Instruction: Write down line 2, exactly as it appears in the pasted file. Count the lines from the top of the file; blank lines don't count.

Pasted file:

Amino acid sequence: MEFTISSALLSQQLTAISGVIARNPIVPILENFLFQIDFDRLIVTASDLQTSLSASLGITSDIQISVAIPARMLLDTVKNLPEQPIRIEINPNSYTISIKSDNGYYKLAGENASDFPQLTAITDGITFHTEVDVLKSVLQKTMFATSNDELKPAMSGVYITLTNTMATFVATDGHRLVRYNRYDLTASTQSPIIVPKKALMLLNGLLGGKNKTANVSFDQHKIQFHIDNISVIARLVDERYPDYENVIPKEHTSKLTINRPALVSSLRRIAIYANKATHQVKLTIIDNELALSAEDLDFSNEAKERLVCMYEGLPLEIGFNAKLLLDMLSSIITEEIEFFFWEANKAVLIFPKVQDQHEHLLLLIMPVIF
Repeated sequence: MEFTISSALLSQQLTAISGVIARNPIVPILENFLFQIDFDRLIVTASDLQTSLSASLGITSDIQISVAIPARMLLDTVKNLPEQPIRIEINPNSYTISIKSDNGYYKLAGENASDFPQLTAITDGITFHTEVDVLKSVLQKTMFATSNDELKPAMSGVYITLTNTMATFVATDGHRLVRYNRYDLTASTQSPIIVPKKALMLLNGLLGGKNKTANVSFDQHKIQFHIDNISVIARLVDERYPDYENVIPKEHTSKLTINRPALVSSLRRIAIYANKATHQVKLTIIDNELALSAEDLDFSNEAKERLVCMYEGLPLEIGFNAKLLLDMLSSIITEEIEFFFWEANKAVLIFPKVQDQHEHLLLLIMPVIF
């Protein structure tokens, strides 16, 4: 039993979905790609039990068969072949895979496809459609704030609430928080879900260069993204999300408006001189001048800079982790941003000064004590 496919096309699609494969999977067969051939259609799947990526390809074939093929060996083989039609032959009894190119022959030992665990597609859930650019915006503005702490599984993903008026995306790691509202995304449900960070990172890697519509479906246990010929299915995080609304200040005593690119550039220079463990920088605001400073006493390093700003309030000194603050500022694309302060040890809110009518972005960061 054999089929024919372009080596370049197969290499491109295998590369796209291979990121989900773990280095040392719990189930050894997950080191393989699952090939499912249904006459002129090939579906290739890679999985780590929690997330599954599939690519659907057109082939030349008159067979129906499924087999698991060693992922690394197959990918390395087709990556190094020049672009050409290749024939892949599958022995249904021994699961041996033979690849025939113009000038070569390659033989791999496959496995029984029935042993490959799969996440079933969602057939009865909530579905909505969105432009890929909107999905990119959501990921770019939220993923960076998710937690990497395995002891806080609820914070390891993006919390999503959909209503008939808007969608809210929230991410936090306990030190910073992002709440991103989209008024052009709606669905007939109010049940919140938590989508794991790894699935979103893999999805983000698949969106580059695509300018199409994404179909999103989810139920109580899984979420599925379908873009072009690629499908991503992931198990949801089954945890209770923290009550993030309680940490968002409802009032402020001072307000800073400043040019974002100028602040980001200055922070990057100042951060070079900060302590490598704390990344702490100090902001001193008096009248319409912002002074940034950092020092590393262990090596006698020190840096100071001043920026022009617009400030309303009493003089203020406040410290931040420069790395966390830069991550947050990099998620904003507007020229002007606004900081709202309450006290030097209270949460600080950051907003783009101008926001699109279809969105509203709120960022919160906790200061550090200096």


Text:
Repeated sequence: MEFTISSALLSQQLTAISGVIARNPIVPILENFLFQIDFDRLIVTASDLQTSLSASLGITSDIQISVAIPARMLLDTVKNLPEQPIRIEINPNSYTISIKSDNGYYKLAGENASDFPQLTAITDGITFHTEVDVLKSVLQKTMFATSNDELKPAMSGVYITLTNTMATFVATDGHRLVRYNRYDLTASTQSPIIVPKKALMLLNGLLGGKNKTANVSFDQHKIQFHIDNISVIARLVDERYPDYENVIPKEHTSKLTINRPALVSSLRRIAIYANKATHQVKLTIIDNELALSAEDLDFSNEAKERLVCMYEGLPLEIGFNAKLLLDMLSSIITEEIEFFFWEANKAVLIFPKVQDQHEHLLLLIMPVIF